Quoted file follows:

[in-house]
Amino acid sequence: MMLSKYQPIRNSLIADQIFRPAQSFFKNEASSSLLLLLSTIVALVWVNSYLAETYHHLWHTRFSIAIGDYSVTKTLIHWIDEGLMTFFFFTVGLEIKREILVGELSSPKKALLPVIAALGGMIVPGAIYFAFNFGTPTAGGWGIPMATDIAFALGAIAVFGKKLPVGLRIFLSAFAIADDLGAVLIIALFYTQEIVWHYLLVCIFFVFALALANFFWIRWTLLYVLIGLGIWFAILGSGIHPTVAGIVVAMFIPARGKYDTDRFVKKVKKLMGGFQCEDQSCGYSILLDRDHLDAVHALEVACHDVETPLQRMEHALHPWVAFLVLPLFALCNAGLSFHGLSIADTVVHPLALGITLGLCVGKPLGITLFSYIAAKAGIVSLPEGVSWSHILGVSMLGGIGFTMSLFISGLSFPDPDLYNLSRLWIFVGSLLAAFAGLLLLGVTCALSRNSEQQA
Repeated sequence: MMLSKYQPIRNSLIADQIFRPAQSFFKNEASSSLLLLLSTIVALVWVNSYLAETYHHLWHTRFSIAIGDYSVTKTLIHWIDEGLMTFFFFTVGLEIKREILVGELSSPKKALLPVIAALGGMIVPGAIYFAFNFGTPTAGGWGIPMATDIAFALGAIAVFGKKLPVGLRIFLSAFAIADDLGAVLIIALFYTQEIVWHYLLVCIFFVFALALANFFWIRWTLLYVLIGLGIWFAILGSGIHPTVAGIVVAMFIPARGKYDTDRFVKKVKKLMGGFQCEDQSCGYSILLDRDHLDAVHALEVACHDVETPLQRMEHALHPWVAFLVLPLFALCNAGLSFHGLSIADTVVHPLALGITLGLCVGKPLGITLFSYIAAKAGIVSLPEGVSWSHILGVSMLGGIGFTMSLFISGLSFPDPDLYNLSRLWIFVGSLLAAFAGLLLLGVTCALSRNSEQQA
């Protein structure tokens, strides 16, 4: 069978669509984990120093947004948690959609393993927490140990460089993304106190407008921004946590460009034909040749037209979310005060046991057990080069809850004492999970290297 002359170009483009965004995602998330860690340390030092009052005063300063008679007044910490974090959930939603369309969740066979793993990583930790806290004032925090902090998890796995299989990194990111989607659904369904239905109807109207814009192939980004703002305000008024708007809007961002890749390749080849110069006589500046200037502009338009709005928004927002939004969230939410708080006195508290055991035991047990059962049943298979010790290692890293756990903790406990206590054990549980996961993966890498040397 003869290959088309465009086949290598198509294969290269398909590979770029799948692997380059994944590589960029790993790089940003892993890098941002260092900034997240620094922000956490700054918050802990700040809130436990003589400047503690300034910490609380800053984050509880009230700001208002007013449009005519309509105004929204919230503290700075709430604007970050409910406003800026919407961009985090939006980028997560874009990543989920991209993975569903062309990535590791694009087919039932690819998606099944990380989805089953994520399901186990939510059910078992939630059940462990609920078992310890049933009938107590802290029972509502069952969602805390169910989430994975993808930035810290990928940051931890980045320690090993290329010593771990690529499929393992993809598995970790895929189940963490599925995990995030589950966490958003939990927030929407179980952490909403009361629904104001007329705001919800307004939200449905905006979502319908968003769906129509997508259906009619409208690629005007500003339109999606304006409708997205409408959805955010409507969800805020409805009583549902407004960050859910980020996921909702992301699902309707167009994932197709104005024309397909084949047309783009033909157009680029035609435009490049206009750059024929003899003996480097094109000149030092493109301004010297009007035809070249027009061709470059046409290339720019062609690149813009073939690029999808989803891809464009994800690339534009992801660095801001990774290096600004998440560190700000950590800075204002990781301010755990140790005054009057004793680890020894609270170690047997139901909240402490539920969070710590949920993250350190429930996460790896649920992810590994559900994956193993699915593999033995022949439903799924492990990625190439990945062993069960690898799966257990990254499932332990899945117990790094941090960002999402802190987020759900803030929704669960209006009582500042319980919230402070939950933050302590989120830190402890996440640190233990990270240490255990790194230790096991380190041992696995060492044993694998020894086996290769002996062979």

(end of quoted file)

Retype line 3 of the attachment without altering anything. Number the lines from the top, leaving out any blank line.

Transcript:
Repeated sequence: MMLSKYQPIRNSLIADQIFRPAQSFFKNEASSSLLLLLSTIVALVWVNSYLAETYHHLWHTRFSIAIGDYSVTKTLIHWIDEGLMTFFFFTVGLEIKREILVGELSSPKKALLPVIAALGGMIVPGAIYFAFNFGTPTAGGWGIPMATDIAFALGAIAVFGKKLPVGLRIFLSAFAIADDLGAVLIIALFYTQEIVWHYLLVCIFFVFALALANFFWIRWTLLYVLIGLGIWFAILGSGIHPTVAGIVVAMFIPARGKYDTDRFVKKVKKLMGGFQCEDQSCGYSILLDRDHLDAVHALEVACHDVETPLQRMEHALHPWVAFLVLPLFALCNAGLSFHGLSIADTVVHPLALGITLGLCVGKPLGITLFSYIAAKAGIVSLPEGVSWSHILGVSMLGGIGFTMSLFISGLSFPDPDLYNLSRLWIFVGSLLAAFAGLLLLGVTCALSRNSEQQA